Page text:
Are the U.S., China, and Russia recklessly undertaking an "AI arms race"? Clearly, there is military competition among these great powers to advance a range of applications of robotics, artificial intelligence, and autonomous systems. So far, the U.S. has been leading the way. AI and autonomy are crucial to the Pentagon's Third Offset strategy. Its Algorithmic Warfare Cross-Functional Team, Project Maven, has become a "pathfinder" for this endeavor and has started to deploy algorithms in the fight against ISIS.
The Diplomat's Franz-Stefan Gady talks to Elsa B. Kania about the potential implications of artificial intelligence (AI) for the military and how the world's leading military powers -- the United States, China, and Russia -- are planning to develop and deploy AI-enabled technologies in future warfighting. Kania is an Adjunct Senior Fellow with the Technology and National Security Program at the Center for a New American Security (CNAS). Her research focuses on Chinese military innovation in emerging technologies. She is also a Research Fellow with the Center for Security and Emerging Technology at Georgetown University and a non-resident fellow with the Australian Strategic Policy Institute (ASPI). Currently, she is a Ph.D. student in Harvard University's Department of Government. Kania is the author of numerous articles and reports including Battlefield Singularity: Artificial Intelligence, Military Revolution, and China's Future Military Power and A New Sino-Russian High-Tech Partnership. Her most recent report is Securing Our 5G Future, and she also recently co-authored a policy brief AI Safety, Security, and Stability Among Great Powers. She can be followed @EBKania.
If the United States is to keep ahead of a rapidly gaining China in the field of artificial intelligence, it needs a concrete and comprehensive plan for action. Such a plan is presented in the final report, released today, of the National Security Commission on Artificial Intelligence, or NSCAI. Critically, this report is about more than AI. It is the opening salvo of a much-needed effort to create an overarching national strategy for technology, a whole-of-government effort to safeguard American technological leadership. Congress created the NSCAI three years ago to determine how the United States could develop AI and machine learning systems to address U.S. national security and defense needs.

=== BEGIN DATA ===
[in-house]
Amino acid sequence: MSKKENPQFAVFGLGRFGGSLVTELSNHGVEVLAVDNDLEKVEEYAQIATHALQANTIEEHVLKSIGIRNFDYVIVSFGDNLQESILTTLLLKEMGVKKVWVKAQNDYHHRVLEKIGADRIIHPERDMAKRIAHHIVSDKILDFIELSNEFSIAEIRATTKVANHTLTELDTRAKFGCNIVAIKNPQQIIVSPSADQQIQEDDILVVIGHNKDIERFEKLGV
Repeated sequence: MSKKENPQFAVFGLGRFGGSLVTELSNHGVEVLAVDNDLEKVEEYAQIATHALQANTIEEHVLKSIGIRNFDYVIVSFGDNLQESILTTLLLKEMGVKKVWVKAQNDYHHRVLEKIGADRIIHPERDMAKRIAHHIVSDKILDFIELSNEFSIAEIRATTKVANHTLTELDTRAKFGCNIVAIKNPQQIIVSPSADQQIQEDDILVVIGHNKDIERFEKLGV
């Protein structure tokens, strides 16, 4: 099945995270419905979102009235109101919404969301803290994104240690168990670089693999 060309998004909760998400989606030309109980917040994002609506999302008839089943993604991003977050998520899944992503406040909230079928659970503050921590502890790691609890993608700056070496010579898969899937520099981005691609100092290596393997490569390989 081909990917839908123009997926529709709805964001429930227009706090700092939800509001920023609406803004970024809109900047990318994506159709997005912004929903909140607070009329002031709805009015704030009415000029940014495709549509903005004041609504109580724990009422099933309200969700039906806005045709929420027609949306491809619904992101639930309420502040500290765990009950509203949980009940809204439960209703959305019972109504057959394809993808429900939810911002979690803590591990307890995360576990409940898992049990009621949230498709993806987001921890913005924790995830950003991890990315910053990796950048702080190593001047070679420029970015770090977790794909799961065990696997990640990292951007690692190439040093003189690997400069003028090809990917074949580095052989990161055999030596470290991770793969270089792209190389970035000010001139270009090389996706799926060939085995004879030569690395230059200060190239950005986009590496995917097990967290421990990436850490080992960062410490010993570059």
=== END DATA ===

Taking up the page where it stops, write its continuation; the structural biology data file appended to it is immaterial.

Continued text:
The potential for advances in information-age technologies to undermine nuclear deterrence and influence the potential for nuclear escalation represents a critical question for international politics. One challenge is that uncertainty about the trajectory of technologies such as autonomous systems and artificial intelligence (AI) makes assessments difficult. This paper evaluates the relative impact of autonomous systems and artificial intelligence in three areas: nuclear command and control, nuclear delivery platforms and vehicles, and conventional applications of autonomous systems with consequences for nuclear stability. We argue that countries may be more likely to use risky forms of autonomy when they fear that their second-strike capabilities will be undermined. Additionally, the potential deployment of uninhabited, autonomous nuclear delivery platforms and vehicles could raise the prospect for accidents and miscalculation. Conventional military applications of autonomous systems could simultaneously influence nuclear force postures and first-strike stability in previously unanticipated ways. In particular, the need to fight at machine speed and the cognitive risk introduced by automation bias could increase the risk of unintended escalation. Finally, used properly, there should be many applications of more autonomous systems in nuclear operations that can increase reliability, reduce the risk of accidents, and buy more time for decision-makers in a crisis.
On July 20, China's State Council issued the "New Generation Artificial Intelligence Development Plan" (新一代人工智能发展规划), which articulates an ambitious, three-step agenda for China to lead the world in AI. The Chinese leadership recognizes that AI will be critical to its "comprehensive national power" and competitiveness, including in national defense. Through this new strategic framework, China will undertake a "three in one" (三位一体) agenda in AI: tackling key problems in research and development, pursuing a range of products and applications, and cultivating AI industry. China wants to become a "premier global AI innovation center" by 2030. This plan seeks to redress current shortcomings and build up indigenous capabilities in innovation.